Thunder's Green better for BBL action ban

Scott Bailey
·2-min read

Sydney Thunder spinner Chris Green claims forced changes to his bowling have added to his armoury after being ruled out of last year's Big Bash League because of an an illegal action.

Saturday will mark one year since Green was reported for having a suspect action in a game against the Melbourne Stars.

He was sent for testing and ultimately banned for three months after results showed a bend in his arm of more than 15 degrees.

Twelve months on and the story couldn't be any different for the 27-year-old.

Green claimed the best figures of his BBL career on Tuesday night against the Stars, with a return of 4-34.

It took the T20 specialist's haul in global leagues since his return to 19 scalps at an average of 20.5, far superior to his record before last summer.

"I was one of the few that probably took COVID as a blessing," Green told AAP ahead of the New Year's Day clash with the Melbourne Renegades.

"I had a six-month training block pretty much instead of three months to train hard and make the necessary changes.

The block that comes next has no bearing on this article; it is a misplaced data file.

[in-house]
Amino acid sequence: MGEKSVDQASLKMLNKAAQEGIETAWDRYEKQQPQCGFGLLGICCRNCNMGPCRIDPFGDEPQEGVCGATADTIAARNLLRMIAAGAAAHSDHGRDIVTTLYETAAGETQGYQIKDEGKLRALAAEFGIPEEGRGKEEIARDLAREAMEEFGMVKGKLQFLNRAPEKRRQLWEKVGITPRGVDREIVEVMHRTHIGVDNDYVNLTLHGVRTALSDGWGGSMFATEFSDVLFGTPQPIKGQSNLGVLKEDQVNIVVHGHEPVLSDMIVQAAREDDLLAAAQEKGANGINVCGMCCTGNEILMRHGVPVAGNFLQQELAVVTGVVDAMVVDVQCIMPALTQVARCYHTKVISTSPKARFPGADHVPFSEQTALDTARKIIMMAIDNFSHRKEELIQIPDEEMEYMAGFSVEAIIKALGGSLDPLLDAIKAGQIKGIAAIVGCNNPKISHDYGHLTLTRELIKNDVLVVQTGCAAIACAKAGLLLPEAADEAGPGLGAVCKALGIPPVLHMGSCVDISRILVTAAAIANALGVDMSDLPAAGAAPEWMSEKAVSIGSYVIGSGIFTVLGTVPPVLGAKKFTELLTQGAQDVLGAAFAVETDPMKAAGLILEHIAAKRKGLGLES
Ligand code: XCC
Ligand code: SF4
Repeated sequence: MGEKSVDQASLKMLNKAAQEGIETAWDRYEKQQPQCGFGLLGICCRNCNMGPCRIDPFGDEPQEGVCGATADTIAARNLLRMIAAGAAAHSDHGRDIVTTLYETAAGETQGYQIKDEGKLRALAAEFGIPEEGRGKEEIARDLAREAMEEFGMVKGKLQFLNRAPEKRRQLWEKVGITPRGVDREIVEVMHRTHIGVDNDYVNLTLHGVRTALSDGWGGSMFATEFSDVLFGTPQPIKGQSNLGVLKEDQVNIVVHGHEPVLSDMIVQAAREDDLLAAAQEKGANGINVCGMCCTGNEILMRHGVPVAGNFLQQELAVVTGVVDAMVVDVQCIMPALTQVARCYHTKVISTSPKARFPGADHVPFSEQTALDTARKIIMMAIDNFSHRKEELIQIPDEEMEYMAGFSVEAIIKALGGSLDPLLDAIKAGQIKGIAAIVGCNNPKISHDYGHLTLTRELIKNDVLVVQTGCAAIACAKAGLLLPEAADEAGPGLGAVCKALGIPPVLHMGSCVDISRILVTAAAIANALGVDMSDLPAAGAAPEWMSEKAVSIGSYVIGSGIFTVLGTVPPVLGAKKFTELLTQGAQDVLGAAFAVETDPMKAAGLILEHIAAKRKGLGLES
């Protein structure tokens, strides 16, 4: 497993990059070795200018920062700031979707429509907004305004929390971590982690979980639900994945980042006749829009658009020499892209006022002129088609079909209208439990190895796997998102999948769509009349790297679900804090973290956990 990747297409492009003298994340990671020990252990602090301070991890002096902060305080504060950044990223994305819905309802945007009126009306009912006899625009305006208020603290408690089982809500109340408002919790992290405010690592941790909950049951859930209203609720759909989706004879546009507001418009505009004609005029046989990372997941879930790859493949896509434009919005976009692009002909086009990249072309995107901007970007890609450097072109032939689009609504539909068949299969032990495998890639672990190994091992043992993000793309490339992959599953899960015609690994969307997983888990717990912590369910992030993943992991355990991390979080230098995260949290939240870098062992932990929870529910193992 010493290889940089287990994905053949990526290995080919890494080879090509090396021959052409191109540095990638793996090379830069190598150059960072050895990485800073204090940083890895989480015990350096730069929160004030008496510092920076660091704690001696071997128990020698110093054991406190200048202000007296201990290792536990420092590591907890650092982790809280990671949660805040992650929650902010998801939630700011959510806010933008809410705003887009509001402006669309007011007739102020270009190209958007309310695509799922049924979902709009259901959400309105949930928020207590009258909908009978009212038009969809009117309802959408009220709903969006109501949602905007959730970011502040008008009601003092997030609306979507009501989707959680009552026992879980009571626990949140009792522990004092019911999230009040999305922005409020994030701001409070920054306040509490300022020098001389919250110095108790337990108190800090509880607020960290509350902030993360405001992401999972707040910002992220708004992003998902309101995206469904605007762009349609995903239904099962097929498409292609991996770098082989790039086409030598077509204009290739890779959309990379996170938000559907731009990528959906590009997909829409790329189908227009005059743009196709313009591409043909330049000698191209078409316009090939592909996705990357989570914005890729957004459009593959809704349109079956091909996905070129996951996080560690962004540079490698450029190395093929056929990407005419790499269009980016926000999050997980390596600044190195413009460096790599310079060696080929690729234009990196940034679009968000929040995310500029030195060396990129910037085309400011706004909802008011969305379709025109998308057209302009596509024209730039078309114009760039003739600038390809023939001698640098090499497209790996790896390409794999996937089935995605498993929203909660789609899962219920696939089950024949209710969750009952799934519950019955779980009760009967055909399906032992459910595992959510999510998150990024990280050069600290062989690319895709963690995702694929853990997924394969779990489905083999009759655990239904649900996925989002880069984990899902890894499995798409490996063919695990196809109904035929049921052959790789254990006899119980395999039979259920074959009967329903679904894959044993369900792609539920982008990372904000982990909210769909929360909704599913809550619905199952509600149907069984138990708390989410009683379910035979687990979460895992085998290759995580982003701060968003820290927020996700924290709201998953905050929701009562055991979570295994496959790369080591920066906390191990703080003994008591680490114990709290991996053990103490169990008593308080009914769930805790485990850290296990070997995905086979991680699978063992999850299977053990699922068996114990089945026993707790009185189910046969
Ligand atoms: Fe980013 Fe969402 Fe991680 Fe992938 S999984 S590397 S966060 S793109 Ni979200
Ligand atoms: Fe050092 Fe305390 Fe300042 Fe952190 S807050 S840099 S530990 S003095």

"So it did take a lot of time. But I had the time to groove it and had the support to groove it.

Green spent months working alongside NSW bowling coach Anthony Clark, trying to take the silver lining out of the additional work before being cleared.

His changes in ensuring he has straightened his arm have been subtle but they have made a difference.

The right-armer's off-spinner and faster ball were the deliveries under review, and while he appears to get through the crease slightly quicker it is with far more control.

"The changes I made meant that my body is working together, rather than fighting against it," Green said.

"I've ensured that that's happening now and when it's all working together it gives me more opportunity to have control over the ball and execute.

"It has helped me incorporate new deliveries that I wasn't physically capable of doing before.

"I've now just got a better better shape on the ball and particularly in spinning conditions.

"In Australia I'm not really going to spin the ball much but overseas when conditions do help I am spinning the ball and feeling good."